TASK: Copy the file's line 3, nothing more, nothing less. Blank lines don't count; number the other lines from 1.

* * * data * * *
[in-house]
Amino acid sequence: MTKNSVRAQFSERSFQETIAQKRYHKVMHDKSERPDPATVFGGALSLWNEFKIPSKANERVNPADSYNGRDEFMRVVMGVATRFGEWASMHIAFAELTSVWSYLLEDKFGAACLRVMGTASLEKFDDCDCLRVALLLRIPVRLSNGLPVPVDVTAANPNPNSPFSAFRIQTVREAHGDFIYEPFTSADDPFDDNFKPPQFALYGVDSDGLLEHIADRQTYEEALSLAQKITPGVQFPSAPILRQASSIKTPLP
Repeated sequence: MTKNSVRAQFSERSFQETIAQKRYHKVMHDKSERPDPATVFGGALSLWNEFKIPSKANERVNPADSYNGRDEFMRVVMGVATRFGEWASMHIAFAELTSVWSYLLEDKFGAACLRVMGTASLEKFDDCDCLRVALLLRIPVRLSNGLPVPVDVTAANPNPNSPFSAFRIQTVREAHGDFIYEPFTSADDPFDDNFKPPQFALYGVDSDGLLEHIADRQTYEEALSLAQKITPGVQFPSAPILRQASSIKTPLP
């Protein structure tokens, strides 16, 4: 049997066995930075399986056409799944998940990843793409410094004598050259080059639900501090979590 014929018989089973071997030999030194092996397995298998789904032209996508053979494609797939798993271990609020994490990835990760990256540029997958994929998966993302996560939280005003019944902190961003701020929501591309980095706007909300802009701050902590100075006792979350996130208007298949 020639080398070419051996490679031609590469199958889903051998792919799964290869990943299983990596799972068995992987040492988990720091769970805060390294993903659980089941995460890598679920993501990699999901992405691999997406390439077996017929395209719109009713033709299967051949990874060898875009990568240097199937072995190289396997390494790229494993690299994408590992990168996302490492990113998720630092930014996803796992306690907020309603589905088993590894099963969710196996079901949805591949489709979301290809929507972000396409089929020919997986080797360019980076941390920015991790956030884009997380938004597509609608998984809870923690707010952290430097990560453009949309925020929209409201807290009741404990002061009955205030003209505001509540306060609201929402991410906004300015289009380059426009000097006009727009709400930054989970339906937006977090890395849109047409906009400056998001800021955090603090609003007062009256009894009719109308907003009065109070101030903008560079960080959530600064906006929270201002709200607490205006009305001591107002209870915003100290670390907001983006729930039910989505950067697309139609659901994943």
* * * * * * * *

Repeated sequence: MTKNSVRAQFSERSFQETIAQKRYHKVMHDKSERPDPATVFGGALSLWNEFKIPSKANERVNPADSYNGRDEFMRVVMGVATRFGEWASMHIAFAELTSVWSYLLEDKFGAACLRVMGTASLEKFDDCDCLRVALLLRIPVRLSNGLPVPVDVTAANPNPNSPFSAFRIQTVREAHGDFIYEPFTSADDPFDDNFKPPQFALYGVDSDGLLEHIADRQTYEEALSLAQKITPGVQFPSAPILRQASSIKTPLP